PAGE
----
Rosalie Schwartz. Pleasure Island: Tourism and Temptation in Cuba

Reviews at Books
and marginalization ingrained in the discourse of the
elites. Among the subalterns, views on gender and race
tended to reproduce (or were shared with) those of the
elites; their constructions of community, identity, and
nation were (and still are) as problematic and contradictory as those uf the duminant sectors of society.
This book raises several important issues, and, obviously, offers some debatable interpretations. For
instance, Guerra interprets the jibarista discourse of
some intellectuals as a sort of guilty conscience because of their "collaboration" with the colonial system.
Some readers might wish for a more in-depth discussion of the theoretical aspects of her research. Guerra
does shed light on the constructions of national identities by the upper and lower classes, however, and this
is no mean feat with regard to a problem that uften
seems like a cul-de-sac.
University of Puerto Rico,
Rio Piedras
JORGE IBARRA. Prologue to Revolution: Cuba, 1898]958. Translated by MARJORIE MOORE. (Studies in
Cuban History.) Boulder, Colo.: Lynne Rienner. 1998.
Pp. viii, 231. $48.00.
Jorge Ibarra is a prominent and prolific Cuban historian. His oeuvre is a mainstay of the post-1959 historiography premised on continuity between the struggles
for national independence and social justice during the
nineteenth century and the revolutionary movement
that overthrew Fulgencio Batista's dictatorship at the
end of the 1950s. Ibarra wrote the history of Cuba that,
since the 1960s, has served as the principal text on the
subject on the island. He is also the author of a seminal
monograph, Ide%gia mambisa (1967), in which he
cogently argues the thesis of "One Hundred Years of
Struggle"; in 1968, the Cuban leadership widely disseminated it to commemorate the centennial anniversary of the Ten Years' War. Ibarra's careful eye has
similarly gazed upon a broad range of historical and
cultural aspects of Cuban historical development during the late nineteenth and early twentieth centuries.
In short, his work is an obligatory point of reference
for all interested in the island's history.
This book is an exhaustive overview of socio-economic data, beginning with the U.S. occupation and
ending on the eve of the revolutiun. Ibarra has culled
a profile of the old Cuba from a wide variety of
sources, which scholars will find useful as a bibliographic compendium. Based on well-known evidence,
he asserts the island's modernity wrought by the sugar
industry and catalogs the crises that befell the economy when sugar could no longer sustain growth rates
after the 1920s. Cuba's development, of course, was of
a peculiar sort-with the United States so preponderant, national aspirations so frustrated, popular movements often so militant-and Ibarra makes these
familiar arguments. He rightly underscores the absence of an oligarchy, the weakness of the bourgeoisie,
and the centrality of the working class. Few would
dispute his central thesis: Cuba was rapidly becoming a
"proletarian" society (that is, a society where people
increasingly depended on wage labor for their livelihood) that was not, however, creating enough jobs.
What the author fails to do is live up to his title: this
book is no prologue to the revolution of 1959. The
facts simply do not speak for themselves, and Ibarra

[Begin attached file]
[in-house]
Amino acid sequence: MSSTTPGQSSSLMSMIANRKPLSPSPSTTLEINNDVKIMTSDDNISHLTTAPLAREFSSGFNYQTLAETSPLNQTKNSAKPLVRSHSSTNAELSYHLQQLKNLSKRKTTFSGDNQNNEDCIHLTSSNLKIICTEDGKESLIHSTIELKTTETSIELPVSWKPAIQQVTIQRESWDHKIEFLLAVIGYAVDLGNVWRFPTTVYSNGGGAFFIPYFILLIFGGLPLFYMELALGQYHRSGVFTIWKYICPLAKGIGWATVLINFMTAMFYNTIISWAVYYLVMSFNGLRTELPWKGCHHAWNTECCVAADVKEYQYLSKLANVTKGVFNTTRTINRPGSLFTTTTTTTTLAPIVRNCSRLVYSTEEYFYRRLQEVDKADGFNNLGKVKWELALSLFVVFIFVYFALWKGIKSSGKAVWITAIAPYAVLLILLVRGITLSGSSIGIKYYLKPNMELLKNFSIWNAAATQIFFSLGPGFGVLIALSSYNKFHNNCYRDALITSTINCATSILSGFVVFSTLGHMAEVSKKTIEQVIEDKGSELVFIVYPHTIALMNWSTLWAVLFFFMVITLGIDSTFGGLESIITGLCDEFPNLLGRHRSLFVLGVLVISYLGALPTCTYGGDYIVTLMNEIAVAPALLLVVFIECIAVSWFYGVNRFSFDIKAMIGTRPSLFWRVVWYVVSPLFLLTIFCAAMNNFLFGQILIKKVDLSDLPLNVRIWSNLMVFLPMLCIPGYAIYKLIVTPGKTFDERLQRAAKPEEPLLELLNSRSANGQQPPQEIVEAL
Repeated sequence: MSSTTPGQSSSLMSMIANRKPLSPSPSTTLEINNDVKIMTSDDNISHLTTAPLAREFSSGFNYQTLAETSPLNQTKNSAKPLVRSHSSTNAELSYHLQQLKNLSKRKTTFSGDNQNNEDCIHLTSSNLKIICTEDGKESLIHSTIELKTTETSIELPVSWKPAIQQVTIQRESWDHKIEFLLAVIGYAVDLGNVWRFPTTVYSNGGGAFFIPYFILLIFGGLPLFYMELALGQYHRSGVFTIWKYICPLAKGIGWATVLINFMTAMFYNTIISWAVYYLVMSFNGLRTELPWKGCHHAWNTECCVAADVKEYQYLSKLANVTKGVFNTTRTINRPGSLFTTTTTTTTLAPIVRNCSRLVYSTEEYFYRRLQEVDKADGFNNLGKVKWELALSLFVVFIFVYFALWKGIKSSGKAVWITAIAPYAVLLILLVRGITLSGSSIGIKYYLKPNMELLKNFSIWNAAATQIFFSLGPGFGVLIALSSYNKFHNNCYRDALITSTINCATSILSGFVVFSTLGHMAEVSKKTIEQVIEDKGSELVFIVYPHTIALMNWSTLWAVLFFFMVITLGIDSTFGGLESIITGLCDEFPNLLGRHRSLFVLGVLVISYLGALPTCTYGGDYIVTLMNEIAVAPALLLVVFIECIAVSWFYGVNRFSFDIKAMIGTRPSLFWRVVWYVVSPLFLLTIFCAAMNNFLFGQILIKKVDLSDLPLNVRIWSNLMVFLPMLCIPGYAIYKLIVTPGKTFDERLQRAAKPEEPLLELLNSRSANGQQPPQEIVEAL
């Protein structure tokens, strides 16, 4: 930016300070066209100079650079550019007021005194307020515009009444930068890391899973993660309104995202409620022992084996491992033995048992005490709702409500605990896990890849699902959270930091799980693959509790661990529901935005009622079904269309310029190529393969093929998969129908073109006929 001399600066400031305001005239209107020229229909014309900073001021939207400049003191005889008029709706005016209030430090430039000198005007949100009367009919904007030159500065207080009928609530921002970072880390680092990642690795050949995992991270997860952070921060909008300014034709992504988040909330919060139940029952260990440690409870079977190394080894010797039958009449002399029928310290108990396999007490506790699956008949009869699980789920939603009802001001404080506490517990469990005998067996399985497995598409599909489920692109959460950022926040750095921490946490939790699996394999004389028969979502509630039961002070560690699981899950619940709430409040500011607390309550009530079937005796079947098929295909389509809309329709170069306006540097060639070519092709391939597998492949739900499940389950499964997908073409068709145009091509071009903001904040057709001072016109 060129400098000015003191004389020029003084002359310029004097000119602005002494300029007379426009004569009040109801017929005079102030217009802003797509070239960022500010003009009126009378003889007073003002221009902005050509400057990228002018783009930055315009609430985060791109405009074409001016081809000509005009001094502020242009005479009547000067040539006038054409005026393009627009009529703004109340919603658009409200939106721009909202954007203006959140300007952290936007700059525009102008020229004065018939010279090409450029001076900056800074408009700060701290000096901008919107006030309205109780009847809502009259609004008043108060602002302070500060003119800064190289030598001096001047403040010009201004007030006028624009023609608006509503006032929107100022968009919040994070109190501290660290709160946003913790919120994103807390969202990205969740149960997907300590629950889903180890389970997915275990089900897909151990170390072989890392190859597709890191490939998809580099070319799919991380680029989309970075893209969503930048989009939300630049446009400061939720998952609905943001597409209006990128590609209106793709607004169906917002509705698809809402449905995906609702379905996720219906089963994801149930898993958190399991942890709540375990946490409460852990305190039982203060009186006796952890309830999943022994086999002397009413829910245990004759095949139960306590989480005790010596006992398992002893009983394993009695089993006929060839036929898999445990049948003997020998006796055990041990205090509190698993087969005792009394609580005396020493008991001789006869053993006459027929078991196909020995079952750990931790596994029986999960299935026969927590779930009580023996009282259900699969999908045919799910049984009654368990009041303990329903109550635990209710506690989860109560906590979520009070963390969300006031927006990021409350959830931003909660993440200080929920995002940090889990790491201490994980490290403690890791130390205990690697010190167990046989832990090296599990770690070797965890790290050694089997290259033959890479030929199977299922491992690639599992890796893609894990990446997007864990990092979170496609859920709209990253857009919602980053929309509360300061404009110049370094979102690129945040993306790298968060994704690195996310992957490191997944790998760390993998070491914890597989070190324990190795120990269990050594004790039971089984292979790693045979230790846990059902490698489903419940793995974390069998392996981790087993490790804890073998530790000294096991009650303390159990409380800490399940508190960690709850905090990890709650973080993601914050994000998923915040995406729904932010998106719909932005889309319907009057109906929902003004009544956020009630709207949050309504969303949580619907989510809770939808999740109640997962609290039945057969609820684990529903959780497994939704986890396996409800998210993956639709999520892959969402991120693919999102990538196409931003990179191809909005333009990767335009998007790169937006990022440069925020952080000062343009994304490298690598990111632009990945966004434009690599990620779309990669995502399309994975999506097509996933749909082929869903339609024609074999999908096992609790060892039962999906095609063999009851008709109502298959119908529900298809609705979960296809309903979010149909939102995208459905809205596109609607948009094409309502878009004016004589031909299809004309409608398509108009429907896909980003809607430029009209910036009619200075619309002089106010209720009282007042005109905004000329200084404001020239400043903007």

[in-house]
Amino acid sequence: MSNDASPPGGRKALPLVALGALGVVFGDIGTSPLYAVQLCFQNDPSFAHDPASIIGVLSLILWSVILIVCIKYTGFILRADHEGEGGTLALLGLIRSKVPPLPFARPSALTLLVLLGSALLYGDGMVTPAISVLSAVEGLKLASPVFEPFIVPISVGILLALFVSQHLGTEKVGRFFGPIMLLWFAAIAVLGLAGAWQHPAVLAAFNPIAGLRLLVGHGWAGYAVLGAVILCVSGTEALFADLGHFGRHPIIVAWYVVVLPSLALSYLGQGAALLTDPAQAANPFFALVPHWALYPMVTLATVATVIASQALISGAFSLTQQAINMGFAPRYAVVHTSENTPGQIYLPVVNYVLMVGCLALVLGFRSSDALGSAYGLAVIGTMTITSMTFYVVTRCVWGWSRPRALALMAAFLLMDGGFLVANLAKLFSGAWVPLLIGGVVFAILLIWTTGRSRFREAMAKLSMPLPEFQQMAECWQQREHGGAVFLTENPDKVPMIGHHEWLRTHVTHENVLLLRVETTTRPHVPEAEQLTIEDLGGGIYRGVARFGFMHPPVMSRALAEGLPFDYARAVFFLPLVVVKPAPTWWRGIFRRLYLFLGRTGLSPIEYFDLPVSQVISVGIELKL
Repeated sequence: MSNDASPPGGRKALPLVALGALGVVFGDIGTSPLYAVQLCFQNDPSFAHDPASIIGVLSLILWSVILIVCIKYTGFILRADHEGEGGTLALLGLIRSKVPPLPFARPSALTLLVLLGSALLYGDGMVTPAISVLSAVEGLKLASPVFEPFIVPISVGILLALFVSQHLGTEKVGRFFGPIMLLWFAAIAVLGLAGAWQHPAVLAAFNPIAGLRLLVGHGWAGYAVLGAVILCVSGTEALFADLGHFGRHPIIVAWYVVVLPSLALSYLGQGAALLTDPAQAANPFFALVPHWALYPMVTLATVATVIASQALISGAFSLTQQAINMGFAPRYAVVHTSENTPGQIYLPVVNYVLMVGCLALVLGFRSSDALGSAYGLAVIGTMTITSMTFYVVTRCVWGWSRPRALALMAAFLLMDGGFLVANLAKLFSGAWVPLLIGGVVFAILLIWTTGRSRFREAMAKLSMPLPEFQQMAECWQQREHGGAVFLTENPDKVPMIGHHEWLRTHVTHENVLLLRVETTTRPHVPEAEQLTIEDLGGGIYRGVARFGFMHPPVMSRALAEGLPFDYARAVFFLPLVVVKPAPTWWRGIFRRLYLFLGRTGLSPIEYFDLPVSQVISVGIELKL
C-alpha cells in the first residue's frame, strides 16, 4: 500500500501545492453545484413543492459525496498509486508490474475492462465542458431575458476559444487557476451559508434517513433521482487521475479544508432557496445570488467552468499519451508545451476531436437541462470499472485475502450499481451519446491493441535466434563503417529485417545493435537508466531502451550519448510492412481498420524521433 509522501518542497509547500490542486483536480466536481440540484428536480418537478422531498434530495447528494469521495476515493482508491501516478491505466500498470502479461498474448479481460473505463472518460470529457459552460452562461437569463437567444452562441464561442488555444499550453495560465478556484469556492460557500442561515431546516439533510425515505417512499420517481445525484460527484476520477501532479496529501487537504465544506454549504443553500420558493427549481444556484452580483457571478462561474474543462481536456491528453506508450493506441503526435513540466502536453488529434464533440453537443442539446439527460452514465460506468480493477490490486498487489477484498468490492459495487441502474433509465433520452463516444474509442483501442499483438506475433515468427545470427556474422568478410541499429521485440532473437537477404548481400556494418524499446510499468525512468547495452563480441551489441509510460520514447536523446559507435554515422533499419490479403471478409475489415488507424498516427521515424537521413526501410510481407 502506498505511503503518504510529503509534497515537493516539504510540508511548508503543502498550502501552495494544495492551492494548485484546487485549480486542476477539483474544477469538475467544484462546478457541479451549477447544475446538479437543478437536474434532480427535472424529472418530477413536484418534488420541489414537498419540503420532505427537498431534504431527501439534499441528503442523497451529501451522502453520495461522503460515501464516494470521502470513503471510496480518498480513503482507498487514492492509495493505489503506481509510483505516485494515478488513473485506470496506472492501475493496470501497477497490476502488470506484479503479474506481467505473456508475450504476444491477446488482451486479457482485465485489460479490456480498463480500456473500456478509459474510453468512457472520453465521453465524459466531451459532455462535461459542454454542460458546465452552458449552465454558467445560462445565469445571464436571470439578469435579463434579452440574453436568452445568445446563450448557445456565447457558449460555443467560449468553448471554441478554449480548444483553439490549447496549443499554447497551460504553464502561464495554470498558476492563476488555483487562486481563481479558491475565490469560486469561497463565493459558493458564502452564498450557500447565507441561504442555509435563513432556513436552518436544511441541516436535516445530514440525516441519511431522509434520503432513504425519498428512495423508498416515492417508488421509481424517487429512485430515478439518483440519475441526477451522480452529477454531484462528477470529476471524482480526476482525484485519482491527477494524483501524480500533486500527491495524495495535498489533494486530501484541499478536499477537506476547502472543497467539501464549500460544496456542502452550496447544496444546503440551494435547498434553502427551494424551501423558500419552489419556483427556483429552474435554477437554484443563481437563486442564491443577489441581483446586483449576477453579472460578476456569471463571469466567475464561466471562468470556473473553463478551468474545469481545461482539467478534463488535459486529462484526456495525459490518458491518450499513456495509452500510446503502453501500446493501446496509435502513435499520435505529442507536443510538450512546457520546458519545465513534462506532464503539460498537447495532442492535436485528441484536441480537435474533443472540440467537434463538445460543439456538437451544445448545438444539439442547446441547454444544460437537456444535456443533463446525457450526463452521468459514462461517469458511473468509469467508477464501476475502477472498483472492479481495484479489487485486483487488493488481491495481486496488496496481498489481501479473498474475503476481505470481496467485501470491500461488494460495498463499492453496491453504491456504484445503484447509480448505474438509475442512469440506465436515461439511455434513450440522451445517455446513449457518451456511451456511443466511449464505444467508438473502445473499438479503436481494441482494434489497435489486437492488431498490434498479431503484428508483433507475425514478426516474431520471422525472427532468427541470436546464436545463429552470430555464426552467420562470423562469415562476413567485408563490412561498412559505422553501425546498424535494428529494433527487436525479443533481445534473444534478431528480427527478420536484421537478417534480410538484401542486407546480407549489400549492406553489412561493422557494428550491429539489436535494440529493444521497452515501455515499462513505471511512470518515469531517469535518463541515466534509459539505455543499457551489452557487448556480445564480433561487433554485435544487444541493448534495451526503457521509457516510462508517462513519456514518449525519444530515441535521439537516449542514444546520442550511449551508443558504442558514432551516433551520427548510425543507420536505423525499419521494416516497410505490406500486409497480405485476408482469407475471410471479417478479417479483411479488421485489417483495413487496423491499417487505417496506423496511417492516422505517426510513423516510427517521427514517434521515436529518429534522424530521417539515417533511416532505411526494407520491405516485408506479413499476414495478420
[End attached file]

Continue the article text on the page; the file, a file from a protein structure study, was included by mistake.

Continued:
writes as if they do. Human agency, except in the
cliched recourse to "generations," falls through the
Ibarra's failure reflects the affliction besetting a
once-vibrant historiography on the island. Amid the
revolutionary effervescence of the 1960s, "One Hundred Years of Struggle" offered a provocative framework for understanding Cuban history and a platform
for intellectuals hoping to become "organic" to the
new Cuba thcn in proccss. From the outset, the thesis
of continuous struggles confronted a serious dilemma:
the closer in time to the revolutionary break of 1959,
the harder it was to make use of it. A socio-economic
profile of Cuba between the 1930s and 1950s just does
not explain the revolution, not the least of the reasons
being that, pace proletarianization, the syndicalized
working class (whether led by Communists, Autenticos,
or batistianos) constituted a bulwark of reform and had
achicved notable gains. In the carly 1960s, most workers indeed supported the revolution, but the "proletariat" was not the decisive actor in Batista's overthrow; Ibarra offers us no new insights on this crucial
A century and a quarter of struggles may well
characterize Cuban history since 1868, but the revolution can only be explained in the context of contingencies, and these are nowhere to he found in this hook.
The revolution, in fact, becomes more interesting,
politically and intellectually, if we understand the
failed alternatives. Why, for example, was Batista able
to craft an impressive transition to democracy during
the late 1930s and forge a social compromise in the
Constitution of 1940 but unable to do the same during
the 1950s7 Although a complex web of political f;;lctors
is the midwife of all revolutions, Ibarra focuses on
caricatured versions of both republican politics and the
revolutionary movement that toppled Batista. Forty
years after 1959, and, given the greater understanding
we now have uf revolutionary transformations, Ibarra
should have produced a mature, critical inquiry of the
origins of the Cuban Revolution. Long ago, Ideologia
mambisa provoked; today, this book-unaided by a
stilted translation-disappoints and saddens.
State University of New York,
Old Westbury
ROSALIE SCHWARTZ. Pleasure Island: Tourism and
Temptation in Cuba. Lincoln: University of Nebraska
Press. 1997. Pp. xxi, 239. $45.00.